“The Time is fulfilled, and the Kingdom of God is at hand: repent ye, and believe the gospel.” These are the words with which, in the Gospel of Mark, the Redeemer makes his entry.22 Jesus regards himself as the prophet of the approaching Kingdom of God, the Kingdom which according to ancient prophecy shall bring redemption from all earthly insufficiency, and with it from all economic cares. His followers have nothing to do but to prepare themselves for this Day. The time for worrying about earthly matters is past, for now, in expectation of the Kingdom, men must attend to more important things. Jesus offers no rules for earthly action and struggle; his Kingdom is not of this world. Such rules of conduct as he gives his followers are valid only for the short interval of time which has still to be lived while waiting for the great things to come. In the Kingdom of God there will be no economic cares. There the believers will eat and drink at the Lord’s table.23 For this Kingdom therefore, all economic and political counsel would be superfluous. Any preparations made by Jesus must be regarded as merely transitional expedients.24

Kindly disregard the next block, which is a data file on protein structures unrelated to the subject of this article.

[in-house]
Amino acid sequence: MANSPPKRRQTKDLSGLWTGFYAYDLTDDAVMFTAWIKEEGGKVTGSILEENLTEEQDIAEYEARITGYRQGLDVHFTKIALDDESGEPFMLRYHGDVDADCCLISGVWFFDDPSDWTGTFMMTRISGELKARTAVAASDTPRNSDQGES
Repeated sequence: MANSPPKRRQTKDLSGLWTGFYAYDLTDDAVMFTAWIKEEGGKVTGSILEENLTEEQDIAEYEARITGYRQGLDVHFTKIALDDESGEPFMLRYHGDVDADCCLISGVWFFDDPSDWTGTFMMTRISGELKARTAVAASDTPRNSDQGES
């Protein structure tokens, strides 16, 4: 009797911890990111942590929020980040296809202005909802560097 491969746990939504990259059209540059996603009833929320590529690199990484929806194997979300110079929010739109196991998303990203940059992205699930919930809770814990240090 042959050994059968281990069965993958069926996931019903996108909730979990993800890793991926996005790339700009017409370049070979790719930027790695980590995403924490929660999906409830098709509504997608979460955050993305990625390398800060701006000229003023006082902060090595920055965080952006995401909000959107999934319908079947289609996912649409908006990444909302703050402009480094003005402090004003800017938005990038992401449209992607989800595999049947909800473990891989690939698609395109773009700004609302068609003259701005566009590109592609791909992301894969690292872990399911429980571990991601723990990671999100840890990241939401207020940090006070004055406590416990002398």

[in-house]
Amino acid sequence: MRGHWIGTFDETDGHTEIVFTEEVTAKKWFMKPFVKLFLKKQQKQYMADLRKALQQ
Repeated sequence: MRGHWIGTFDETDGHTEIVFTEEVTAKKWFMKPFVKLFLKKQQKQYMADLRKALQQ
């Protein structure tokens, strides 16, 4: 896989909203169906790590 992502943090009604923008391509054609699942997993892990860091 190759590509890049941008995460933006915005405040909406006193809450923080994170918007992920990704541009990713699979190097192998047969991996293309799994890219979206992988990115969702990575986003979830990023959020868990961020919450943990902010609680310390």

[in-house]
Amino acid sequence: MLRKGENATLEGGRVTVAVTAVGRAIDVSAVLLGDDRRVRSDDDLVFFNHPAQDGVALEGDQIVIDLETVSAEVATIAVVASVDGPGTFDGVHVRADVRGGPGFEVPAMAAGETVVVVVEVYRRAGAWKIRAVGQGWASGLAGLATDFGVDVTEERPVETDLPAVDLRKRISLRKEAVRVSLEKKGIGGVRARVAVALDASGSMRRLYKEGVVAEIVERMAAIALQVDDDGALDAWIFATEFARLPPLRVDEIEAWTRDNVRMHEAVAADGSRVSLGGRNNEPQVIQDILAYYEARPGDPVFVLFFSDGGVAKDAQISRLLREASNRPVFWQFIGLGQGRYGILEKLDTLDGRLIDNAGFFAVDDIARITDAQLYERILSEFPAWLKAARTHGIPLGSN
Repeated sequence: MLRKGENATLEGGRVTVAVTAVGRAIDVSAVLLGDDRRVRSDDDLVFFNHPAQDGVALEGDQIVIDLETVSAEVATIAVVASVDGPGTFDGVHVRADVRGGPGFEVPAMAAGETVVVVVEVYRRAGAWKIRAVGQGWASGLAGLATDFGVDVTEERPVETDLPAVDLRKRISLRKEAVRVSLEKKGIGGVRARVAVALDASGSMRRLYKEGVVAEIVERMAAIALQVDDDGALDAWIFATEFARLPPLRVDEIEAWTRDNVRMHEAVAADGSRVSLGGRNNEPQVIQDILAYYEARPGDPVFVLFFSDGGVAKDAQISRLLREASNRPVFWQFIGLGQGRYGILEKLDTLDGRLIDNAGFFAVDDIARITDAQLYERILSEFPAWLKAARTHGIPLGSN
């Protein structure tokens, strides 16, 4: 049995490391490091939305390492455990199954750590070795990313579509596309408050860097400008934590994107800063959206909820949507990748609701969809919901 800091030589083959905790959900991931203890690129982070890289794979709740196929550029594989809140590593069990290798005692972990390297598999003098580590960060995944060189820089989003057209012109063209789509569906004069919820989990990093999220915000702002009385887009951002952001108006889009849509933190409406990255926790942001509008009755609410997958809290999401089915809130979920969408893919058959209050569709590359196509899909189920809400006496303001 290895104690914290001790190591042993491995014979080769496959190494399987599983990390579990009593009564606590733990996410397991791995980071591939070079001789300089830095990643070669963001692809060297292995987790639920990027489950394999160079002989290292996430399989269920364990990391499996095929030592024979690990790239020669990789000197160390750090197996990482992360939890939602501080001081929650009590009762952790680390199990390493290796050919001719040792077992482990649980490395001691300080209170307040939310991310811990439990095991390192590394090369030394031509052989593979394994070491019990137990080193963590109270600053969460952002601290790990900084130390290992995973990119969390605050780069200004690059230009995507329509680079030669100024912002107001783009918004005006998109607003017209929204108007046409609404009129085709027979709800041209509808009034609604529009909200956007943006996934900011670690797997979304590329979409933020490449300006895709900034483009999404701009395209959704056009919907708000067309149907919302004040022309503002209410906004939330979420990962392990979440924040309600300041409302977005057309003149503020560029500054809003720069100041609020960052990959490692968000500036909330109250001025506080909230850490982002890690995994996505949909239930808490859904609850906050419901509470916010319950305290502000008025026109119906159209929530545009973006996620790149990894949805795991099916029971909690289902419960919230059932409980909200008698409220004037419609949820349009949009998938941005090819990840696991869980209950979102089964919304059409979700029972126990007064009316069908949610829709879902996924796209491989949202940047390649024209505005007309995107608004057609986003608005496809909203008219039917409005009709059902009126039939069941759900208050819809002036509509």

It is only in this way that we can understand why, in the Sermon on the Mount, Jesus recommends his own people to take no thought for food, drink, and clothing; why he exhorts them not to sow or reap or gather in barns, not to labour or spin. It is the only explanation, too, of his and his disciples’ “communism.” This “communism” is not Socialism; it is not production with means of production belonging to the community. It is nothing more than a distribution of consumption goods among the members of the community—”unto each, according as any one had need.”25 It is a communism of consumption goods, not of the means of production, a community of consumers, not of producers. The primitive Christians do not produce, labour, or gather anything at all. The newly converted realize their possessions and divide the proceeds with the brethren and sisters. Such a way of living is untenable in the long run. It can be looked upon only as a temporary order which is what it was in fact intended to be. Christ’s disciples lived in daily expectation of Salvation.